United States District Court, D. Montana, Helena Division
GARY L. QUIGG, Plaintiff,
CHRIS EVANS, et al., Defendants.
ORDER ADOPTING MAGISTRATE JUDGE'S FINDINGS
Morris United States District Court Judge
Gary Quigg, a prisoner proceeding without counsel, filed a
Complaint on September 17, 2019 (Doc. 2.) Quigg seeks
declaratory and injunctive relief. Because Quigg is a
prisoner proceeding in forma pauperis, Magistrate Judge John
Johnston was required to review Quigg's Complaint under
28 U.S.C. §§ 1915, 1915A. Sections 1915A(b) and
1915(e)(2)() require a complaint filed in forma pauperis to
be evaluated before it is served to determine whether it is
frivolous or malicious, fails to state a claim upon which
relief may be granted, or seeks monetary relief from a
defendant who is immune from such relief.
Johnston issued Findings and Recommendations in this matter
on December 26, 2018. (Doc. 8.) Judge Johnston determined
that Quigg's Complaint failed to state a claim, and
accordingly recommended dismissal of Quigg's Complaint
(Doc. 8 at 26.) Judge Johnston further determined that the
Court should decline to exercise supplemental jurisdiction
over Quigg's remaining state law claims. Id.
filed an objection to Judge Johnston's Findings and
Recommendations on February 11, 2019. (Doc. 13.) The Court
reviews de novo findings and recommendations timely objected
to. 28 U.S.C. § 636(b)(1). The Court reviews for clear
error the portions of the findings and recommendations not
specifically objected to. McDonnell Douglas Corp. v.
Commodore Bus. Mach., Inc., 656 F.2d 1309, 1313 (9th
Cir. 1981). “A party makes a proper objection by
identifying the parts of the magistrate's disposition
that the party finds objectionable and presenting legal
argument and supporting authority, such that the district
court is able to identify the issues and the reasons
supporting a contrary result.” Montana Shooting
Sports Ass'n v. Holder, 2010 WL 4102940, at *2 (D.
Mont. Oct. 18, 2010) (citation omitted). Where a party's
objections constitute perfunctory responses argued in an
attempt to engage the district court in a reargument of the
same arguments set forth in the original response, however,
the Court will review the applicable portions of the findings
and recommendations for clear error. Rosling v.
Kirkegard, 2014 WL 693315 *3 (D. Mont. Feb. 21, 2014)
(internal citations omitted).
first objection relates to Judge Johnston's determination
that Quigg's claims challenging his parole revocation
proceedings are barred by res judicata because the Montana
Supreme Court has already decided the issues raised. Judge
Johnston determined that Quigg's Complaint constitutes an
attempt to raise the same issues that were raised in
Quigg's state habeas proceeding - whether Quigg's
constitutional rights were violated at the on-site hearing.
Quigg's objection asserts that he was not provided a full
and fair hearing in State Court. (Doc. 13 at 2.) Quigg's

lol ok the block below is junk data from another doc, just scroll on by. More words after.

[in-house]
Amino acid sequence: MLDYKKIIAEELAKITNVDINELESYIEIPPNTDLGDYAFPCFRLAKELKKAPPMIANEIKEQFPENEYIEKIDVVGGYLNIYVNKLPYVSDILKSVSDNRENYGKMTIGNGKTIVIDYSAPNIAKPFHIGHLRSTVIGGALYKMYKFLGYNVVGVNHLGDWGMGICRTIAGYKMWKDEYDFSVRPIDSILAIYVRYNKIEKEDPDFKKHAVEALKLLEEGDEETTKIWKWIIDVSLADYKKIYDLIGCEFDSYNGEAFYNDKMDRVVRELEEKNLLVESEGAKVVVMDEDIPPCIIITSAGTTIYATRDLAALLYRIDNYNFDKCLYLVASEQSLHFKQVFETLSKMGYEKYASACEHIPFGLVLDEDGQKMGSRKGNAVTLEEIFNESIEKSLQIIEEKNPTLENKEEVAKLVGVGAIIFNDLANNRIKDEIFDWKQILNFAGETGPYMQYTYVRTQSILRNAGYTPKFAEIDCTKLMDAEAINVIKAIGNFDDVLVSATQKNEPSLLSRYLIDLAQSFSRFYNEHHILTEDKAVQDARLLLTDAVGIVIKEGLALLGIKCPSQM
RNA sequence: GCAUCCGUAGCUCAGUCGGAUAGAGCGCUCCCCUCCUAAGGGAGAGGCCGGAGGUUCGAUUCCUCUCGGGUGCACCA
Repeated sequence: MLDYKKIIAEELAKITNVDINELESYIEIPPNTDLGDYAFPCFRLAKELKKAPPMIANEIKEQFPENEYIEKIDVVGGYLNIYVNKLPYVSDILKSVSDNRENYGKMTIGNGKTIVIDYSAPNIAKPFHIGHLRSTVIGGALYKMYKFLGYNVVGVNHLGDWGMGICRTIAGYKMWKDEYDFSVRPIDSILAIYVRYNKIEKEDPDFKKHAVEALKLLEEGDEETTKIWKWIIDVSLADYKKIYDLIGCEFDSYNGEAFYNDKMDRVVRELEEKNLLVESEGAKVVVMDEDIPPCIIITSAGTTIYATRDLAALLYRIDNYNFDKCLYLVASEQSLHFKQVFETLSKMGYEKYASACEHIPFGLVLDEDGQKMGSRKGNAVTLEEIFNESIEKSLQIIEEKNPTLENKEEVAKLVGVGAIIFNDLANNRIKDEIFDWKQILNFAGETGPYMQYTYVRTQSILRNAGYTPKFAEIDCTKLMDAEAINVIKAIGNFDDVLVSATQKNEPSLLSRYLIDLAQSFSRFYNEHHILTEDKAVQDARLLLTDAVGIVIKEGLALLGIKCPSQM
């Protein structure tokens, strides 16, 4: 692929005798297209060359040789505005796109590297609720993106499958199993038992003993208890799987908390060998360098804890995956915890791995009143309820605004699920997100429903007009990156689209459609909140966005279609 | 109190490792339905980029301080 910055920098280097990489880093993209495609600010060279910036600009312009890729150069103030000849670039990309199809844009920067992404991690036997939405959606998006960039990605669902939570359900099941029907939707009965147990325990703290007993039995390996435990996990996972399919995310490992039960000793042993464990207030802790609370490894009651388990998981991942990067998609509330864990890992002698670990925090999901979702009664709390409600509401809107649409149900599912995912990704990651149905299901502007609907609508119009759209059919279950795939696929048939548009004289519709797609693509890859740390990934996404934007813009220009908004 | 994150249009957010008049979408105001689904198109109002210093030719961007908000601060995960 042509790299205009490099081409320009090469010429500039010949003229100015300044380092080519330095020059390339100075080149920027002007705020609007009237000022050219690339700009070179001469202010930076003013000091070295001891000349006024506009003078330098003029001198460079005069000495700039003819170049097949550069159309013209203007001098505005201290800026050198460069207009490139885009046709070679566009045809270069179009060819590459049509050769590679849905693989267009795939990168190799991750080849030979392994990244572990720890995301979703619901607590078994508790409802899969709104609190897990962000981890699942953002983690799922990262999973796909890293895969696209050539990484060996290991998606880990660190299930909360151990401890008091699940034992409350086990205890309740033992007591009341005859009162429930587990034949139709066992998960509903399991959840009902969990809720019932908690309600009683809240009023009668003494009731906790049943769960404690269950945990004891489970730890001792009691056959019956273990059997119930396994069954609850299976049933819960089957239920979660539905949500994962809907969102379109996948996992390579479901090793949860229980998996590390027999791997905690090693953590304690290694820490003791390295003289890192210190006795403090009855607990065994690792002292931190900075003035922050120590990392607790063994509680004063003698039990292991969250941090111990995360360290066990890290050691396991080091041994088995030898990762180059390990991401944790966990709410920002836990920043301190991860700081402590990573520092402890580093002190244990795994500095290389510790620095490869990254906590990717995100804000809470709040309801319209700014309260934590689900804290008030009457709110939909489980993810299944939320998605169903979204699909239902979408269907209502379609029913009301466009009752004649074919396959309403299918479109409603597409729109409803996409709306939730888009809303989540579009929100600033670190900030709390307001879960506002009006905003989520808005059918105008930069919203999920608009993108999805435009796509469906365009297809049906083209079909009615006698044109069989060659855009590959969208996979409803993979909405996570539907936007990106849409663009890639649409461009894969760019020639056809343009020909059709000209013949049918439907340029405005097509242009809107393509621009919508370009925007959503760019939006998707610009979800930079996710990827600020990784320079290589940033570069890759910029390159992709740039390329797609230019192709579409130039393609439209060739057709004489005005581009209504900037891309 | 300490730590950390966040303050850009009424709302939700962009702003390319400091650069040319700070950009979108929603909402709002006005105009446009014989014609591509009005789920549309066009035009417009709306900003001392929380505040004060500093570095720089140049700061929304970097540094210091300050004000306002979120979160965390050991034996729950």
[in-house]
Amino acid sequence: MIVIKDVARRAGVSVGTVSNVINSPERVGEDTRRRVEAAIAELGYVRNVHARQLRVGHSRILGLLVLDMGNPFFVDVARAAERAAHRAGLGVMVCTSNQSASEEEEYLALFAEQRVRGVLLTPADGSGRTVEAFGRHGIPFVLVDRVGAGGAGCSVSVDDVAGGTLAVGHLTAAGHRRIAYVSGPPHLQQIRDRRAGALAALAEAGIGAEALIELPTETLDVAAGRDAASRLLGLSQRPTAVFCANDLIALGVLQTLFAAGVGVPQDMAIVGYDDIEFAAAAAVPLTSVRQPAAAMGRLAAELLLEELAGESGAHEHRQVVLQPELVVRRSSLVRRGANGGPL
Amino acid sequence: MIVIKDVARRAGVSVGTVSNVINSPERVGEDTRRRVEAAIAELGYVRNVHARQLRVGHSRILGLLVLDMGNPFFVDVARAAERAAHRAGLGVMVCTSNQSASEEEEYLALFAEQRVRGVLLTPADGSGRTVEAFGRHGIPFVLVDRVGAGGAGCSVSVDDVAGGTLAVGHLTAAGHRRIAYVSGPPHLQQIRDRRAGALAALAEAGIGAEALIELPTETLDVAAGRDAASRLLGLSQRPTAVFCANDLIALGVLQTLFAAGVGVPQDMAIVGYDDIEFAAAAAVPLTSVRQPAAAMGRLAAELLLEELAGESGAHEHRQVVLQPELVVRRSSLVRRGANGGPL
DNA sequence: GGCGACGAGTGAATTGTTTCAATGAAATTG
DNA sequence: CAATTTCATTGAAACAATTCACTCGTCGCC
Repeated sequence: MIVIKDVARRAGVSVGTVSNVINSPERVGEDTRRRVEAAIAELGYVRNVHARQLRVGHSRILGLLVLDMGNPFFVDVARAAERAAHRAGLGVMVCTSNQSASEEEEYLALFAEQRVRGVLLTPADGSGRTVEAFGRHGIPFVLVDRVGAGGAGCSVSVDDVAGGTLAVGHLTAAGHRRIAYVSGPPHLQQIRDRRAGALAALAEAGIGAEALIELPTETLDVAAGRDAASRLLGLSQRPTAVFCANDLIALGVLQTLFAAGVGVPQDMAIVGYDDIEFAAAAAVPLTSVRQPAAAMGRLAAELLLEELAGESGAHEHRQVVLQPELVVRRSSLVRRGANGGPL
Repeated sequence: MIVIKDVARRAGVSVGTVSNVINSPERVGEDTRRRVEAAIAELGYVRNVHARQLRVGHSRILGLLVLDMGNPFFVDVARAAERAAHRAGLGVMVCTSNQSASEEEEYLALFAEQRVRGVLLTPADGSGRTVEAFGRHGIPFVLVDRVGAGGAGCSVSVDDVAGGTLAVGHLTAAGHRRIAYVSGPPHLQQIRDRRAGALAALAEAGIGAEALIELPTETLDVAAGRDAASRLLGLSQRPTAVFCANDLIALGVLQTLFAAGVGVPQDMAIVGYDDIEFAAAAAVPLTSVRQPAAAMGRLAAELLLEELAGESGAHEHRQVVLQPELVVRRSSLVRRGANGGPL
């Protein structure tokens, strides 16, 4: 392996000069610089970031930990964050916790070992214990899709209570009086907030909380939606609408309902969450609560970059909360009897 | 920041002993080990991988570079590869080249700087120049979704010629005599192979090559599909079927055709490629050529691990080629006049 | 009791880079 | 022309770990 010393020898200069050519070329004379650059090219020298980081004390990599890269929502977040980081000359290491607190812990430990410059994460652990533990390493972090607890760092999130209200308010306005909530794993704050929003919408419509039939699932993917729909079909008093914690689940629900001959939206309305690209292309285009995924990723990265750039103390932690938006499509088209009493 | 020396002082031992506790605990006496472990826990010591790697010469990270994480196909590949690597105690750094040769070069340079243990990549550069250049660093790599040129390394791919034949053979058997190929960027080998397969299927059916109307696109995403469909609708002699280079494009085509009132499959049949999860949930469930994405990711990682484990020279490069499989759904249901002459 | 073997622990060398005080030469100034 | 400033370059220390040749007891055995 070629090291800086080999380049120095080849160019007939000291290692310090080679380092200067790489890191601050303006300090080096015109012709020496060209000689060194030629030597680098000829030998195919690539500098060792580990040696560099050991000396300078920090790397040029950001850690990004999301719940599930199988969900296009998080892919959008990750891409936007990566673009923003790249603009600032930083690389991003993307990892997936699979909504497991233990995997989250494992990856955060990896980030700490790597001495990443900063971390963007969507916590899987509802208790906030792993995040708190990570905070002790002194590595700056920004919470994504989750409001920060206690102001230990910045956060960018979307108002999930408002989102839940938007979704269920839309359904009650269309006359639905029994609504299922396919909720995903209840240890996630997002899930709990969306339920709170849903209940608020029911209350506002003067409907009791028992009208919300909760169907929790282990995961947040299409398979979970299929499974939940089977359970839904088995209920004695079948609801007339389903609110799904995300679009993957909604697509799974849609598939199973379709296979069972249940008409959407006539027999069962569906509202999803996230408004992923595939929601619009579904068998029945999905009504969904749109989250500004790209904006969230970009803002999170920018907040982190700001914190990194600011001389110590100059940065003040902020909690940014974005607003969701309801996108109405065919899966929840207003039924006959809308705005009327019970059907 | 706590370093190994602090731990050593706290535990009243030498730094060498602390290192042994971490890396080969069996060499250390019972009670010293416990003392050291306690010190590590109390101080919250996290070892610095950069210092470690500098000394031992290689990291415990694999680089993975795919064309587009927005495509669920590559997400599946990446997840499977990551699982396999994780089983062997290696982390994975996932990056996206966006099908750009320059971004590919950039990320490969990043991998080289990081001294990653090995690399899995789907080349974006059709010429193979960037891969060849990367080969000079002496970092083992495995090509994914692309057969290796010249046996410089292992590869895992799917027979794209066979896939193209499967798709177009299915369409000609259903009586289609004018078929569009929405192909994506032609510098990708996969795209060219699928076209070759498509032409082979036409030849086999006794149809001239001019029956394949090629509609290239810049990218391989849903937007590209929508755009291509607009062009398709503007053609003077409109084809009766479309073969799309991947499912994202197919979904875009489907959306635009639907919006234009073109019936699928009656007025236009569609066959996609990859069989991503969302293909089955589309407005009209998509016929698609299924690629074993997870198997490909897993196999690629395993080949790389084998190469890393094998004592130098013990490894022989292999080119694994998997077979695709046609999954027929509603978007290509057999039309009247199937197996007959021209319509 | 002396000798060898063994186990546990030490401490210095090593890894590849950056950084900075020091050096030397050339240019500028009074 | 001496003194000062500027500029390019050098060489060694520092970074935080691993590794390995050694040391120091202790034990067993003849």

argument is both an attempt to reargue this issue decided in
Montana State Court, and a reargument of Quigg's
Complaint. The Court will review Judge Johnston's
Findings and Recommendations, therefore, for clear error. The
Court finds no error in Judge Johnston's Findings and
Recommendations regarding res judicata.
Deprivation of Property
second objection relates to Judge Johnston's
determination that Quigg's Fourteenth Amendment rights
against depravation of property without due process. Judge
Johnston determined that Quigg possesses an adequate
post-deprivation remedy under the Montana Tort Claims Act
regarding his alleged depravation of his car and house keys.
(Doc. 8 at 21.) Quigg asserts that he filed a claim under the
Montana Tort Claims act but no formal decision has been made
on the merits. (Doc. 13 at 5.) Quigg fails to assert that he
was denied a remedy under the Montana Tort Claims Act. Quigg
further alleges that Officer Evans negligently or
intentionally took Quigg's property.
and intentional deprivation of property is actionable under
the Due Process Clause. Hudson v. Palmer, 468 U.S.
517, 532, n. 13 (1984) (citing Logan v. Zimmerman Brush
Co., 455 U.S. 422 (1982)). Quigg alleges that Officer
Evans negligently or intentionally took Quigg's property.
Qugg fails to assert a proper Due Process claim. Quigg's
objection to Judge Johnston's determination that Quigg
was denied his Fourteenth Amendment rights against property
deprivation must be overruled.
Use of the Phone
third objection relates to Judge Johnston's determination
that Quigg was not denied his right to free speech or access
to the courts. Quigg's Complaint asserts that he was
deprived his right to communicate with persons outside of the
jail through telephone and personal visits. Judge Johnston
determined that Quigg was not deprived of all means of
communication. Quigg's objection asserts that Officer
Evans instructed jail staff not to permit use of the phone or
allow any visitation. (Doc. 13 at 5.) Quigg further argues
that he had no writing materials or envelopes. Id.
Quigg contends that his requests for such materials were
denied. Quigg argues that he was denied outside
communications that could have enabled him to seek witnesses
and evidence for use at the on-site hearing. Id.
argument appears to be a reargument of his original
Complaint. Quigg's argument further fails to provide
legal argument or supporting authority sufficient to
adequately object to Judge Johnston's Findings and
Recommendations. The Court will therefore review Judge
Johnston's Findings and Recommendations for clear error
regarding Quigg's assertion of his First Amendment right.
The Court finds no clear error.